Now, if I had to capture the essence of thanksgiving into words and let those words have a voice I would choose the hymn “For The Beauty of the Earth.”  This will be the hymn sung at my funeral, but I’m not waking up early for that.

   “For The Beauty of the Earth” captures only some of what I will say for eternity. 

 

Occupy Thanksgiving

Words you will never see on a OWS or union protest placard:  “THANK YOU”.

At the table this Thanksgiving there will be those who give thanks. There will also be those who pull up to the table demanding more. This latter group will echo Obama’s class warfare rhetoric griping about inequities and fairness.

There are those who do not give thanks. They will be waiting for their demands to be met. They will beg for “this, that or the other thing”, bemoaning their own situation as being intolerable.  For them there is never a thought of thanksgiving even when their most dire needs have been met.  I am reminded of the historical account of Jesus healing the Ten Lepers:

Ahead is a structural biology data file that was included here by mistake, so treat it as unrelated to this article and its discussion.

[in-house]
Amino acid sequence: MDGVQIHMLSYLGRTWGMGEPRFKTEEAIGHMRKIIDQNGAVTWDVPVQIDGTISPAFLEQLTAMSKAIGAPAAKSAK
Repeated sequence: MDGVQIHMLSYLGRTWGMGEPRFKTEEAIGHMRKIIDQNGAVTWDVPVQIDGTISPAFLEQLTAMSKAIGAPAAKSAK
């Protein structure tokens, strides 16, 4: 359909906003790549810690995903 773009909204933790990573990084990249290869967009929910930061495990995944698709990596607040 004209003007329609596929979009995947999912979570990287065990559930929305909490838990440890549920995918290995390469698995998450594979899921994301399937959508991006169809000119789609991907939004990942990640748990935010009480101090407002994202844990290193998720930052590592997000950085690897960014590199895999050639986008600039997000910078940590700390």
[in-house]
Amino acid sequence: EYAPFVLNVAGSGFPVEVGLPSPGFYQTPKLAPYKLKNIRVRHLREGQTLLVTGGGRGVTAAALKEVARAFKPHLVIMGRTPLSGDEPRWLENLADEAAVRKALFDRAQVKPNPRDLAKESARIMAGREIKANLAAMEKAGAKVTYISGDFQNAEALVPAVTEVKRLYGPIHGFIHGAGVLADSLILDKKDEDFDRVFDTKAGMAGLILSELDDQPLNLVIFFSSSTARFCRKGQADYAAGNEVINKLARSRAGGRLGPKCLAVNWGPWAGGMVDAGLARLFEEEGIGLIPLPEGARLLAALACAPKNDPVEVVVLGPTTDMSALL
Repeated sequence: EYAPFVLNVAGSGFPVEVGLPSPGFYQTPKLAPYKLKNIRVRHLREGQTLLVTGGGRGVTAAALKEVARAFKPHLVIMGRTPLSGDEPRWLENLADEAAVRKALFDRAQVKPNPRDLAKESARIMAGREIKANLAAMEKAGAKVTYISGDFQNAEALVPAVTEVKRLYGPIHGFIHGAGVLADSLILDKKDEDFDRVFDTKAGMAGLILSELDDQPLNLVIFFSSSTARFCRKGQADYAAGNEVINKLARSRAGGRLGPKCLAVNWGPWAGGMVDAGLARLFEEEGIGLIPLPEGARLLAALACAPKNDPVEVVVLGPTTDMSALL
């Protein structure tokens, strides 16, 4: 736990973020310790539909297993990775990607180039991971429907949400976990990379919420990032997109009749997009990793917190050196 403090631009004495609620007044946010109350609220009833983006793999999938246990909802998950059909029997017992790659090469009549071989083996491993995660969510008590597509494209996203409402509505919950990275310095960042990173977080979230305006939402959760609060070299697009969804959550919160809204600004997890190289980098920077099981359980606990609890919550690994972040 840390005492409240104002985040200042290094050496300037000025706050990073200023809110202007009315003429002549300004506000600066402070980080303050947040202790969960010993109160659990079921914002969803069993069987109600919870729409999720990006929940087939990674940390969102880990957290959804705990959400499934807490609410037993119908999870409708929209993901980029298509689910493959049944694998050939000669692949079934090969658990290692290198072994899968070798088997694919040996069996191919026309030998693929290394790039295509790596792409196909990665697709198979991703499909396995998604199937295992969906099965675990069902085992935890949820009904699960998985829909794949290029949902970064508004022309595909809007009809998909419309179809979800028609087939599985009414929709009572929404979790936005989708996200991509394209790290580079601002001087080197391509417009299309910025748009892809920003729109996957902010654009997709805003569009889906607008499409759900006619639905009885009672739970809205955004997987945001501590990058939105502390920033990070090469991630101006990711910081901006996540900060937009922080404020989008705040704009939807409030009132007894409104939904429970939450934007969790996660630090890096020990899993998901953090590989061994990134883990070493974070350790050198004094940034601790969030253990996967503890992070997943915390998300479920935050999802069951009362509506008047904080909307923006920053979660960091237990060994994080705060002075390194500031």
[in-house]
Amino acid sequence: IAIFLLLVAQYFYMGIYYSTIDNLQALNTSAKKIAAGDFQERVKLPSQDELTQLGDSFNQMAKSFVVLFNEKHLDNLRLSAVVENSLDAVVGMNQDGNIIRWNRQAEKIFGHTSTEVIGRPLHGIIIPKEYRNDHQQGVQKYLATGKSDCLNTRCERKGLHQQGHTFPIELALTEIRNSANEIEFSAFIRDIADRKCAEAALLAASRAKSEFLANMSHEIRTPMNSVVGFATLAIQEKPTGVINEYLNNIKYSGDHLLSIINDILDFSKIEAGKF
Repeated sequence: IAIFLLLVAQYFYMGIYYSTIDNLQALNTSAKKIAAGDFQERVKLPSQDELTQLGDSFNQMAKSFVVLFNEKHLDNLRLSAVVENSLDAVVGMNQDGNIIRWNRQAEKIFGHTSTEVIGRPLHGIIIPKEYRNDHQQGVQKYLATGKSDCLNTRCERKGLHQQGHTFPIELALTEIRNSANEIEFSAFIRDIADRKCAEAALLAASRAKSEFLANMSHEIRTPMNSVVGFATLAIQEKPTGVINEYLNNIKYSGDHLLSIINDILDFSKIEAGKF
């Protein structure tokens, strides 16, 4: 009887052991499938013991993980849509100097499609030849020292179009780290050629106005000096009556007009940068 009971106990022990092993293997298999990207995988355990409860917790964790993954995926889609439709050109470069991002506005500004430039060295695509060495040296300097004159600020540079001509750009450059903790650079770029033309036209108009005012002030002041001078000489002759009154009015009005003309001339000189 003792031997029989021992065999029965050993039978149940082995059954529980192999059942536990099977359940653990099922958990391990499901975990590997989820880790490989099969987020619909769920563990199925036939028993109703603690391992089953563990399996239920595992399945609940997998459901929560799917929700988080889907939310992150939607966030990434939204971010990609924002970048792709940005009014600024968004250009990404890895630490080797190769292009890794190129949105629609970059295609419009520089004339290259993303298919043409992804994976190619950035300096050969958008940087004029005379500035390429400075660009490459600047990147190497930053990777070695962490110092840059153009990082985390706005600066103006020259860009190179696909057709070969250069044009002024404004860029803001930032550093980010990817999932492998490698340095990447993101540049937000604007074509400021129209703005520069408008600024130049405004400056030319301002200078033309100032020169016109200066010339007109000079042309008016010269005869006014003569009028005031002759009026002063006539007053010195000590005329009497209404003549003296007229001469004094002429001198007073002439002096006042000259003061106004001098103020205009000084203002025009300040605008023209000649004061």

“As he (Jesus) was going into a village, ten men who had leprosy met him. They stood at a distance and called out in a loud voice, “Jesus, Master, have pity on us!”

 When he saw them, he said, “Go, show yourselves to the priests.” And as they went, they were cleansed.

 One of them, when he saw he was healed, came back, praising God in a loud voice. He threw himself at Jesus’ feet and thanked him—and he was a Samaritan.

 Jesus asked, “Were not all ten cleansed? Where are the other nine? Has no one returned to give praise to God except this foreigner?” Then he said to him, “Rise and go; your faith has made you well.” (emphasis mine)

As this account reveals people will gladly seek benevolence from others but they will often do so out of the understanding that they deserve such gifts or benefits.  This is especially true if government has become the benefactor.  And because our government has deep pockets full of other people’s money these same people may certainly feel that they have “right”  to demand things from the government bureaucrats who have set themselves up as demi-gods of benevolence. These people believe that they “justly” deserve government beneficence because they feel that they are victims of society and also because the politicians they have put in office promised them “hope and change”; “hope and change” outcomes promised in terms of benefits on the barrel head in exchange for their vote.